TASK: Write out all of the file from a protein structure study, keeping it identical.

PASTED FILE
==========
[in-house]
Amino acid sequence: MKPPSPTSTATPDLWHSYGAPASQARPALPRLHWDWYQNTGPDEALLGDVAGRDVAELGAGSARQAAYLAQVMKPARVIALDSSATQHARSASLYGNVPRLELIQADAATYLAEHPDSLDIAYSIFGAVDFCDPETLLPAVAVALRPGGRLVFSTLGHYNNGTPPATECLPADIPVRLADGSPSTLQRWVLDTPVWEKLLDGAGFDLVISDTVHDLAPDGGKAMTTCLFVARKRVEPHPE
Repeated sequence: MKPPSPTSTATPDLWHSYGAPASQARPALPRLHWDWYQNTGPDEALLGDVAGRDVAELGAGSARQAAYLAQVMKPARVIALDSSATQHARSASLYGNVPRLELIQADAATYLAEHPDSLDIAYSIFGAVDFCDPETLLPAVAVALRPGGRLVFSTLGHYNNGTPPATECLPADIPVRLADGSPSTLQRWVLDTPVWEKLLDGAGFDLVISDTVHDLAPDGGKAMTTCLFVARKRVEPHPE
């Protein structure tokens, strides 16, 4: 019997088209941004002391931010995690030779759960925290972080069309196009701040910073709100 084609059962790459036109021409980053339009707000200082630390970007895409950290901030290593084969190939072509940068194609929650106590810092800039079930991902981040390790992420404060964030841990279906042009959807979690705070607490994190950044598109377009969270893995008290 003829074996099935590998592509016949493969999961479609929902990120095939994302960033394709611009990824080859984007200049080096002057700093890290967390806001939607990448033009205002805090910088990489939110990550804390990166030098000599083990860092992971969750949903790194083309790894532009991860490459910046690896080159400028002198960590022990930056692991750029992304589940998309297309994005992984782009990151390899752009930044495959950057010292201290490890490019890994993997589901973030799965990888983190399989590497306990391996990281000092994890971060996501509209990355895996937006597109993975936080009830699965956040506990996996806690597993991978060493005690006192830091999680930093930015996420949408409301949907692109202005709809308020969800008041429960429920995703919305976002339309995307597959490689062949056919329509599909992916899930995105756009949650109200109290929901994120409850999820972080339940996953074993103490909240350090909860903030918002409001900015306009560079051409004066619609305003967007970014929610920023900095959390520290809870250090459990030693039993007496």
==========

[in-house]
Amino acid sequence: MKPPSPTSTATPDLWHSYGAPASQARPALPRLHWDWYQNTGPDEALLGDVAGRDVAELGAGSARQAAYLAQVMKPARVIALDSSATQHARSASLYGNVPRLELIQADAATYLAEHPDSLDIAYSIFGAVDFCDPETLLPAVAVALRPGGRLVFSTLGHYNNGTPPATECLPADIPVRLADGSPSTLQRWVLDTPVWEKLLDGAGFDLVISDTVHDLAPDGGKAMTTCLFVARKRVEPHPE
Repeated sequence: MKPPSPTSTATPDLWHSYGAPASQARPALPRLHWDWYQNTGPDEALLGDVAGRDVAELGAGSARQAAYLAQVMKPARVIALDSSATQHARSASLYGNVPRLELIQADAATYLAEHPDSLDIAYSIFGAVDFCDPETLLPAVAVALRPGGRLVFSTLGHYNNGTPPATECLPADIPVRLADGSPSTLQRWVLDTPVWEKLLDGAGFDLVISDTVHDLAPDGGKAMTTCLFVARKRVEPHPE
């Protein structure tokens, strides 16, 4: 019997088209941004002391931010995690030779759960925290972080069309196009701040910073709100 084609059962790459036109021409980053339009707000200082630390970007895409950290901030290593084969190939072509940068194609929650106590810092800039079930991902981040390790992420404060964030841990279906042009959807979690705070607490994190950044598109377009969270893995008290 003829074996099935590998592509016949493969999961479609929902990120095939994302960033394709611009990824080859984007200049080096002057700093890290967390806001939607990448033009205002805090910088990489939110990550804390990166030098000599083990860092992971969750949903790194083309790894532009991860490459910046690896080159400028002198960590022990930056692991750029992304589940998309297309994005992984782009990151390899752009930044495959950057010292201290490890490019890994993997589901973030799965990888983190399989590497306990391996990281000092994890971060996501509209990355895996937006597109993975936080009830699965956040506990996996806690597993991978060493005690006192830091999680930093930015996420949408409301949907692109202005709809308020969800008041429960429920995703919305976002339309995307597959490689062949056919329509599909992916899930995105756009949650109200109290929901994120409850999820972080339940996953074993103490909240350090909860903030918002409001900015306009560079051409004066619609305003967007970014929610920023900095959390520290809870250090459990030693039993007496």